The story of the fundraising for the movie wasn’t a good story.
The problem is not the Gospel, the problem is how we are calling people to live out the Gospel.
You can jump into the larger conversation on the importance of seeking criticism in ministry here.
Lots of reasons to avoid criticism. Arrogance and the ignorance are the most likely suspects. The arrogant ones won’t be reading this because they already know everything there is to know, unless that is, they are the trolling type that like to have internet arguments.
The ignorant can be broken into two categories. The naive (been there) who can get blindsided pretty painfully (been there too). And those that choose ignorance because of some negative experience that has created fear.
Our reaction is to return to what is safe and known. Sometimes we even openly acknowledge this but in doing so we tell ourselves that it is only temporary.
Sadly it isn’t and down the road someone could look at your bookshelf and figure out when you stopped learning.
My hope and my hunch is that many of you that are reading this are not yet at a place where you have decided to sit in this negative place. It is also my hope that you want to do things to now to prevent this from happening. I wholeheartedly believe that learning that comes through honest examination and stretching experiences is a crucial form of criticism that we have to seek out. If you are willing to explore this here are a couple thoughts on living this out.
Every Monday when I post MMQH I am sharing things that I read in my Google Reader account from the previous week that caught my attention. In that RSS feeder I have a fairly broad selection with folks that you wouldn’t consider being from the same tribe (Justin Taylor and Tony Jones). I don’t read everything, in fact I skim most or just read the headlines and rarely visit the actual sites. Blogging and Twitter are the best ways to understand what is going on now.
We talk a lot about the initial experience of being a pastor.
If you were anything like me it took you awhile to get your bearings and figure out exactly what it is that you are to do next. You may have an end goal in mind but are clueless about what to do right now.
With that in mind I put together an e-book that is as practical as possible and is for those who just accepted a position and those who are looking to hit reset on their ministry.
Not sure how you are going to go about processing it. You could easily read it in one sitting, but I think it makes more sense to take it one entry per day and work through it slowly. Or it may be more helpful to pick and choose as needed. However you use it, use it.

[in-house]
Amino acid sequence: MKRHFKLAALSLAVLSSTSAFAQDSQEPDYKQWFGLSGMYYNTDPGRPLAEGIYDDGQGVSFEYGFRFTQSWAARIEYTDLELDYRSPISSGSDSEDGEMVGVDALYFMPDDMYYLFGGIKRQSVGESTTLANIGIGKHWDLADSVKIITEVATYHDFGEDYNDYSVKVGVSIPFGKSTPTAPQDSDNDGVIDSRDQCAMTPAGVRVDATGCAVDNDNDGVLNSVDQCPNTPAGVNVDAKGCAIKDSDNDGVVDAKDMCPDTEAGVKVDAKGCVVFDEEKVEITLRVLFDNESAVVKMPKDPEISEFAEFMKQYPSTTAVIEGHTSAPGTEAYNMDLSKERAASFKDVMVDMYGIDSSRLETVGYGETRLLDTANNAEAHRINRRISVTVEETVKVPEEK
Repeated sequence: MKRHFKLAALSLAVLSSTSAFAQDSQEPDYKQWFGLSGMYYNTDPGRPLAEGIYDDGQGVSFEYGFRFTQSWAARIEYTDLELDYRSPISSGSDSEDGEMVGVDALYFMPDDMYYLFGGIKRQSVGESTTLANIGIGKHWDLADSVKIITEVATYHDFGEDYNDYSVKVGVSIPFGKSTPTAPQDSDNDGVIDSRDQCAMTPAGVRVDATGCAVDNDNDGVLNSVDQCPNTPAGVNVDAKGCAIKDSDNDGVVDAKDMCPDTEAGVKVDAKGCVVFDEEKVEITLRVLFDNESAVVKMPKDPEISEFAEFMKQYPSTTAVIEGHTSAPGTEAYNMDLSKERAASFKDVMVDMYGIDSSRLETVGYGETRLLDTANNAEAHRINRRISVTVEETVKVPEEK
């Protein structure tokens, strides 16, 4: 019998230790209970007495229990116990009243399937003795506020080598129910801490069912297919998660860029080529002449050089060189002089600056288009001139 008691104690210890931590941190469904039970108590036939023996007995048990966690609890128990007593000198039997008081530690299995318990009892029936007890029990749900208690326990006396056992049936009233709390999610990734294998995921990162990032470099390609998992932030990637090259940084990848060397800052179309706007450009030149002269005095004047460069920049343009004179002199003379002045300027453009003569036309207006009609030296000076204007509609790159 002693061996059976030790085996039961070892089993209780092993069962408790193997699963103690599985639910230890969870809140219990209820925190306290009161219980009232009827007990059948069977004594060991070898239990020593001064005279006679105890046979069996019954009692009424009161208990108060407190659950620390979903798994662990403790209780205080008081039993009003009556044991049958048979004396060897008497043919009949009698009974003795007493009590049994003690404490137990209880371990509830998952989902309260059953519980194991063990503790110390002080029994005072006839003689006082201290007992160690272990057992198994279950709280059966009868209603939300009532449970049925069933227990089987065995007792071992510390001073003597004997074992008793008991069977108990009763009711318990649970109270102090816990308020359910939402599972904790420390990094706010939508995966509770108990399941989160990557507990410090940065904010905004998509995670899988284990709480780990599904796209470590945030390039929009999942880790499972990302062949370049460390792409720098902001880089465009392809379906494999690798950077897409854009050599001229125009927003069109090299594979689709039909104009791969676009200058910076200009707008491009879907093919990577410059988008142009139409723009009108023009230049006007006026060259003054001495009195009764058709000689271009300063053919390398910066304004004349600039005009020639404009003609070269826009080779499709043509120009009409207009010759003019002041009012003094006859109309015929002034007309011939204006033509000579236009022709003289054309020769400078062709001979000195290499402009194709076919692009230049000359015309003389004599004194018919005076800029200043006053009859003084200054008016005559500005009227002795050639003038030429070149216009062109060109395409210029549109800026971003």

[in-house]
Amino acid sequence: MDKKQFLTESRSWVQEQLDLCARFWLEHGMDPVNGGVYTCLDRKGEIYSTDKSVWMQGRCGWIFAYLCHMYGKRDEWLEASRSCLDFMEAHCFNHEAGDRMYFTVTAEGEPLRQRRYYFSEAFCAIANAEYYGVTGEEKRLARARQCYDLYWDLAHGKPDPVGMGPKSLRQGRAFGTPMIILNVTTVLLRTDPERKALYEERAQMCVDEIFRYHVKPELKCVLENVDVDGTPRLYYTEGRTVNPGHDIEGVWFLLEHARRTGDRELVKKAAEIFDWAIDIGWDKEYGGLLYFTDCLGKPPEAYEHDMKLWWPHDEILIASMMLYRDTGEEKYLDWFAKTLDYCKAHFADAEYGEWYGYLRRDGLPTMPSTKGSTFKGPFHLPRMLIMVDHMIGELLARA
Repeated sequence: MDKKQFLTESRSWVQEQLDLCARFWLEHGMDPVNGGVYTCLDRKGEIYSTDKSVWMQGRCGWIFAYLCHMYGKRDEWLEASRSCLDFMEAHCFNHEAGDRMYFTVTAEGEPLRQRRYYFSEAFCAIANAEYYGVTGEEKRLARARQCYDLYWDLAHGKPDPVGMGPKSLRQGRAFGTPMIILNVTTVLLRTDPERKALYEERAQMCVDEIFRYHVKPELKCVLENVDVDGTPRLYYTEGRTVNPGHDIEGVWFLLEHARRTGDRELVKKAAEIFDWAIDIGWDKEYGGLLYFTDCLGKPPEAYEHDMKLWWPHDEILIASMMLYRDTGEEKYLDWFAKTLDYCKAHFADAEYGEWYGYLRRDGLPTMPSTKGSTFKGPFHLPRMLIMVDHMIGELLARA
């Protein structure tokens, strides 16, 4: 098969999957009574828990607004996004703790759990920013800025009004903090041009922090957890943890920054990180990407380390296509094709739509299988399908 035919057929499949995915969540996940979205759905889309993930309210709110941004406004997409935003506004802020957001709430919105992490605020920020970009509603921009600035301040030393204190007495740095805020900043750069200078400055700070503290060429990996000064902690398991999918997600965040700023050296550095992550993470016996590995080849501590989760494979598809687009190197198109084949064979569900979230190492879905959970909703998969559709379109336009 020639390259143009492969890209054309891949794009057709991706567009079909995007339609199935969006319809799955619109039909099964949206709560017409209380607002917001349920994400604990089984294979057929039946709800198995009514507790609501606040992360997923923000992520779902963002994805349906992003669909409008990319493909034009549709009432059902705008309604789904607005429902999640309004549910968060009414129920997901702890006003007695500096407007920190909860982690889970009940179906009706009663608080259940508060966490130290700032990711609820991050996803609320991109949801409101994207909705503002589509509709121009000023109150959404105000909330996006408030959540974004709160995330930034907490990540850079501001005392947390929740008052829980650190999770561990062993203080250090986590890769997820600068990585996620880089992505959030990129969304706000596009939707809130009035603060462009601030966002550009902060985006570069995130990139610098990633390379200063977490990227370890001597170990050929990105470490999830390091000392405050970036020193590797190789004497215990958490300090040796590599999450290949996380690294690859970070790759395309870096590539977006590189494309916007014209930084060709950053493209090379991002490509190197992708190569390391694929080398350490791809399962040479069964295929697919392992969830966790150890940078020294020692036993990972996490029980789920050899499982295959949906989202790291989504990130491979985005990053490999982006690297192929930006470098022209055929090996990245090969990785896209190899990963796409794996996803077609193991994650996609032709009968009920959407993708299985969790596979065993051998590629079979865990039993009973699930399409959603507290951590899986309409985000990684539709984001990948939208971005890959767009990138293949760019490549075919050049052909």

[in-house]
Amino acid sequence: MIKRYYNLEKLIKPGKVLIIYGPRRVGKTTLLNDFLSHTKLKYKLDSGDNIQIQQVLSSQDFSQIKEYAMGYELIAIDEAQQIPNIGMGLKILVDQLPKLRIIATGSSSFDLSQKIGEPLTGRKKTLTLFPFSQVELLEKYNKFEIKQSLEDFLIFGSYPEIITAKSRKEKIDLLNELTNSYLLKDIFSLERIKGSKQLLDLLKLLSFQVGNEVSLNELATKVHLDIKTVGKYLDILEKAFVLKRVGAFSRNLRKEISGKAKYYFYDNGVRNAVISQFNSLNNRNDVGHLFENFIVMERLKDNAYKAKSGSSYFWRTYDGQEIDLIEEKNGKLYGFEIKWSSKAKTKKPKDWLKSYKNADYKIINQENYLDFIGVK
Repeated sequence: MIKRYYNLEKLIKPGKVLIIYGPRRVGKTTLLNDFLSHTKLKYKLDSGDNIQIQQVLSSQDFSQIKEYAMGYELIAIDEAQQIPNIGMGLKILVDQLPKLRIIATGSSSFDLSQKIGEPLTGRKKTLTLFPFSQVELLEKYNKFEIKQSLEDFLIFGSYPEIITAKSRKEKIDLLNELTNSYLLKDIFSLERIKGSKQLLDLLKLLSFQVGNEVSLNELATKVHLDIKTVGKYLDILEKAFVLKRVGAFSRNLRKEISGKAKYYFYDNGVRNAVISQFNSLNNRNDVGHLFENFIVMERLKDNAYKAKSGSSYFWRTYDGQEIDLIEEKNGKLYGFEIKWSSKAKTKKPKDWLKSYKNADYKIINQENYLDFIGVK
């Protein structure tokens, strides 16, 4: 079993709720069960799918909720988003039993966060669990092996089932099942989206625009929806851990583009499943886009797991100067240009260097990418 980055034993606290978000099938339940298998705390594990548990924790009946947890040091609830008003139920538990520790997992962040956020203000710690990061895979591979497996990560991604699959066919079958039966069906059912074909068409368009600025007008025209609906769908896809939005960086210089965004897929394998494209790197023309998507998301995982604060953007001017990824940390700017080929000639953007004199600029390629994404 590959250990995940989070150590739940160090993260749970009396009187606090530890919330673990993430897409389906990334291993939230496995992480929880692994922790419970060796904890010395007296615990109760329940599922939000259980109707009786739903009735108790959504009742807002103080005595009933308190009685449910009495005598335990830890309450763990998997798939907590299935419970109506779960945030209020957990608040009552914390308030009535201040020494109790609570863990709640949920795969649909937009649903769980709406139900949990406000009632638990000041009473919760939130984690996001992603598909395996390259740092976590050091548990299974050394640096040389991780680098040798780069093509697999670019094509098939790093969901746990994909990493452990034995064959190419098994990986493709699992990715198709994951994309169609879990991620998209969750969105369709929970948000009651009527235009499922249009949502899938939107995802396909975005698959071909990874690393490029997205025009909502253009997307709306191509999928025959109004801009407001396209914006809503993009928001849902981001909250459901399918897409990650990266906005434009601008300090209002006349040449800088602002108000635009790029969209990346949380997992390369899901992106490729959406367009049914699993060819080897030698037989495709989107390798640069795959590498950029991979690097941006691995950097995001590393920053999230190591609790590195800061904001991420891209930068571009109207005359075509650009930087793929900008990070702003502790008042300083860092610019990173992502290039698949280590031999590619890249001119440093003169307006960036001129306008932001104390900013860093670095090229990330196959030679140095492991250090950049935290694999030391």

If you do pick up the eBook I hope it is an encouragement to you to know that you are not alone because we all know how lonely ministry can be.
If you are still looking for a free eBook don’t forget to subscribe to get the free eBook!
Brian was the student you wanted in your Chemistry group project. I know because I was lucky enough to be in Brian’s group at a church planting assessment conference, which is kind of like American Idol for pastors. Our project was to create a presentation to raise funds for a church plant. In November it was made up but you can catch up with Brian and his wife Melissa on their blog and see that they are planting a church, but for real this time.
Monday is clearing the inbox and prep for the big task
Tuesday is meeting day – staff side.
Wednesday and Thursday is get work done.
Friday is off.
I try to do email 3x per day for 20 minute blocks.
If it’s 2 min or less, I get it done on the spot.
If more than that, I stick it into an outlook calendar appointment.
I’ve found it helpful to do a voice memo on my smart phone at home if tasks are coming to me, then I email it to my office computer.
I take time every Thursday to brainstorm leadership development needs and other big picture stuff at the church.
I have three admins that report to me, so I get to delegate a lot. Pastoral care and leader care can never be fully delegated… empowered at times, but people still need access to their pastor.
Outlook, excel, voice memo, form builder
Coffee shops, libraries, collaborative space with my team members – usually a conference room with a white board.
Invisible Children broke the internet on the same week that Peyton Manning was cut and Apple rolled out the new iPad. Their film on making Joseph Kony famous has become as polarizing as it has popular.